Constitution: Rallying point in political crises
CHARTER SHOWS THE WAY: In the heat of preparations for Jan. 19, the day one year ago when Gloria Macapagal Arroyo became president in place of Erap Estrada, it seems that most people have forgotten that this nation is governed by the Constitution.
Steering the country away from its constitutional mooring will be disastrous. Disregarding established legal processes, some sectors clamor for snap presidential elections while others beat the drums for another EDSA rally to install a new president.
Then Vice President Arroyo was not installed in January 2001 by so-called People Power, but through a formal constitutional process set in motion by the resignation of then President Erap Estrada upon realizing that he could no longer govern.
Resorting to extra-legal mechanisms such as raucous rallies to install and remove presidents would be inviting chaos. Precisely, we have the Constitution as our unerring guide when mired in political crises. Let’s go back to it.
We repeat the reminder that we cannot legally hold snap presidential elections at this point since there is no vacancy. Even if the incumbent President resigns, there is a Vice President and others down the line of succession ordained by the Constitution.
This is not a brief for the retention of President Arroyo who has a term to serve, but an appeal for a return to the Constitution.
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BRING IN GREEN BERETS: Postscript readers are overwhelmingly in favor (93 percent) of bringing in US Special Forces to finish off Abu Sayyaf terrorists making life miserable for their remaining hostages and mocking our troops chasing them in the jungles of Basilan.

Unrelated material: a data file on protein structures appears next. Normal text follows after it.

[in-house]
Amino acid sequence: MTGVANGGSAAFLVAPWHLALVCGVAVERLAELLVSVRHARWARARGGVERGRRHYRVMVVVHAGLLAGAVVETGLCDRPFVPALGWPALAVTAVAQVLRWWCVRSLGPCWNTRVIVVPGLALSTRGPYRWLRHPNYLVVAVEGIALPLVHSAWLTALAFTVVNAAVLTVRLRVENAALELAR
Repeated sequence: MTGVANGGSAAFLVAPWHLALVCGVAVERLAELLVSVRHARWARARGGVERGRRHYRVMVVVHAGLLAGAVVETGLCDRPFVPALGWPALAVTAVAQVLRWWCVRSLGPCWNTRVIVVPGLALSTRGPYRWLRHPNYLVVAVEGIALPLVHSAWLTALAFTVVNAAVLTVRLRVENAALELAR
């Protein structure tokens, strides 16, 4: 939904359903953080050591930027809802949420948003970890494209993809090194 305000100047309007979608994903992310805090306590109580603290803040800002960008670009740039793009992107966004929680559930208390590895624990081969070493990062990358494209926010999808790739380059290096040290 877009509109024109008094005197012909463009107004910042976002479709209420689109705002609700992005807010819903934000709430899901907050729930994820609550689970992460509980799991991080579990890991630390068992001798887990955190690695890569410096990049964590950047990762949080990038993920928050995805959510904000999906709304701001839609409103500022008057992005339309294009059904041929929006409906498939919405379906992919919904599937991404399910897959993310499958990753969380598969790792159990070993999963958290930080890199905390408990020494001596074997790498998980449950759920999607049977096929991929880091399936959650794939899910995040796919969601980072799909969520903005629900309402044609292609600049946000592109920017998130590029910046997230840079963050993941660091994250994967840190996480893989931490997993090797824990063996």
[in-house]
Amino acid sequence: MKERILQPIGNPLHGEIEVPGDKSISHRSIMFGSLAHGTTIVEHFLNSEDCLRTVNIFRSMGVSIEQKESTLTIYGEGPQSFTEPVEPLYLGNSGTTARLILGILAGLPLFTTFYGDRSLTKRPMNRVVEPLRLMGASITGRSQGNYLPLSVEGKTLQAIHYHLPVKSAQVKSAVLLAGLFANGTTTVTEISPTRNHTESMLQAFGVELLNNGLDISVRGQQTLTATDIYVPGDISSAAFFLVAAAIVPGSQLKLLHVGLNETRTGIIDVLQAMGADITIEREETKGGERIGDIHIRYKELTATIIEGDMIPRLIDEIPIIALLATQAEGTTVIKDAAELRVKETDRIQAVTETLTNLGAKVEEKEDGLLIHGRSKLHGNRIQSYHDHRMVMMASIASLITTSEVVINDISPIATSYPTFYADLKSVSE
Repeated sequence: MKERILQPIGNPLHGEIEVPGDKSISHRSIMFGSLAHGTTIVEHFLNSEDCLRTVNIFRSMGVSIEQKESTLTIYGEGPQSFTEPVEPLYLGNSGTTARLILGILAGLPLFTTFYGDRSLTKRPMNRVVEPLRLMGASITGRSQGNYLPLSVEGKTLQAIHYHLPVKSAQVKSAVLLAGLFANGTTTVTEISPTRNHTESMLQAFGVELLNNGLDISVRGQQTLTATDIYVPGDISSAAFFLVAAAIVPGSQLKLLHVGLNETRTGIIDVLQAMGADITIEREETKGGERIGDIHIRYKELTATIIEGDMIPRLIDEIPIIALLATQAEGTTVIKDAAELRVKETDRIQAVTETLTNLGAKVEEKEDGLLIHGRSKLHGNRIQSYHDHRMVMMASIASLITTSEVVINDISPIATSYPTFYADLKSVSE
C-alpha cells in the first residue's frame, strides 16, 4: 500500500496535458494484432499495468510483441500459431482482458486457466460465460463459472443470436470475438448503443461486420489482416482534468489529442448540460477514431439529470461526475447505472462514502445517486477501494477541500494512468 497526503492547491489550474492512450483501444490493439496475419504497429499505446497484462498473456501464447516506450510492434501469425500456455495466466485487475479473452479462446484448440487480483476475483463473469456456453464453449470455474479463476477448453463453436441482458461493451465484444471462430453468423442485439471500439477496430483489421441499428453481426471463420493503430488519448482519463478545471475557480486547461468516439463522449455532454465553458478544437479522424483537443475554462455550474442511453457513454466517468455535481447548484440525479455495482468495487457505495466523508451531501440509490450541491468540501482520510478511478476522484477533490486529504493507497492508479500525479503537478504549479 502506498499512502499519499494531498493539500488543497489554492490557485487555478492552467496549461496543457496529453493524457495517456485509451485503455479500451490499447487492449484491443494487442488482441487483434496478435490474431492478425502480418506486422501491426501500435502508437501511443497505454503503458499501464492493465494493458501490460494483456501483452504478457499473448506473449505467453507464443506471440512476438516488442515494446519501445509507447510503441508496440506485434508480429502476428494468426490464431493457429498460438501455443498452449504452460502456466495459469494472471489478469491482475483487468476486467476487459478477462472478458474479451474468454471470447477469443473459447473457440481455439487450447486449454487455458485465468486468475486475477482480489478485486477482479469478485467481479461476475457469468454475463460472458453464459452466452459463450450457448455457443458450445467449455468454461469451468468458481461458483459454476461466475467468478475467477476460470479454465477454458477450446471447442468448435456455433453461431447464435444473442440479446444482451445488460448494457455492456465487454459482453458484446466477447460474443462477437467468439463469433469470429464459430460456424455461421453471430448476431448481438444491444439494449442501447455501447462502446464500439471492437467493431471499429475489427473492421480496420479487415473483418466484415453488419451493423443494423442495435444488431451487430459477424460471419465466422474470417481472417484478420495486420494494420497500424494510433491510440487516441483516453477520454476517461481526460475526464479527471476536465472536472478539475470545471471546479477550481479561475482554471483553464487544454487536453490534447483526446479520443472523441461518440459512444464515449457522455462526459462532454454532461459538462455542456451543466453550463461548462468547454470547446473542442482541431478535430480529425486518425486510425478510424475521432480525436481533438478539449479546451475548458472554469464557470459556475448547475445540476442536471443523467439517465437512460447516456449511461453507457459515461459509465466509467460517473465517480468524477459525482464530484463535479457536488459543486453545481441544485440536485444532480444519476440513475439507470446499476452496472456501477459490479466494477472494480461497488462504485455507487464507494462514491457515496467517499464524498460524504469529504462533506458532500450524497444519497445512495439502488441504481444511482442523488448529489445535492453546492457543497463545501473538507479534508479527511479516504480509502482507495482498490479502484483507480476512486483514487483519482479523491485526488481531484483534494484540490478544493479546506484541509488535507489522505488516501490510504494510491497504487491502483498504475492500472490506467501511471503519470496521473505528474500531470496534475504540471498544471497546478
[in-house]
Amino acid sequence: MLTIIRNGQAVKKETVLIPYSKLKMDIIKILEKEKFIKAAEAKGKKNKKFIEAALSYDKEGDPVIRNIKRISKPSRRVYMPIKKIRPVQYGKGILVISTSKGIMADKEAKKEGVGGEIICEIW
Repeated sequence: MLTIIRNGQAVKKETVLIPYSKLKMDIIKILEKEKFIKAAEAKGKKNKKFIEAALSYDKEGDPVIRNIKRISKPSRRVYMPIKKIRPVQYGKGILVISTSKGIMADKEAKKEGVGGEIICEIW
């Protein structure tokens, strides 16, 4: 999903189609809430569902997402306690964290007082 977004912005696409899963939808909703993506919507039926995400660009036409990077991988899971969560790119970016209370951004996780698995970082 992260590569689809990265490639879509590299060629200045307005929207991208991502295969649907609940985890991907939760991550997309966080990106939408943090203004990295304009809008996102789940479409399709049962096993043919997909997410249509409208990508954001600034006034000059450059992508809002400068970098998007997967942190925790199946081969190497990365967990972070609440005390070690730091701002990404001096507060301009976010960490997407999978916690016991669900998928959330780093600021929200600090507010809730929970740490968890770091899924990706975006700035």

The widespread sentiment was that immediate rescue of the hostages (an American couple and a Filipina nurse) was imperative, and that if our own troops/police cannot rescue them, US forces should be allowed to do it.
Readers were responding to our survey question posed last Sunday: Should we allow American troops to fight the Abu Sayyaf in the Sulu-Basilan area? Why? We’re still taking responses.
Other statistical details culled from our survey: 95 percent of respondents were male; 57 percent were writing from abroad (mostly the US); 36 percent were in the 41-50-years age bracket.
We must point out, however, that our survey is not scientific. Neither do the results necessarily reflect the opinion of the adult population in this country, as well as Filipinos abroad.
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SPEAK UP: First to respond was Joe Navidad, executive director of People’s CORE in Los Angeles. His email arrived at 1:25 a.m. Sunday while most readers in the Philippines were asleep and copies of the STAR were still being delivered to distribution points nationwide.
You can send your response and catch our update on Thursday. Please give a clear Yes or No, and limit your explanation to 50 words (around four typewritten lines). For statistical uses, kindly indicate your gender, age and location.
A few readers assailed at great lengths what they said was the incompetence of military top brass, but forgot to say whether or not they favored the involvement of US troops. Since they failed to answer the question, their votes were not counted.
To ensure that your response is not lost with the rest of our mail, please write “US TROOPS” on the subject line if you’re using email, or on the face of the envelope if you’re sending it by regular post or messenger.
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SAMPLE EARLY BIRDS: Here are some of the early responses: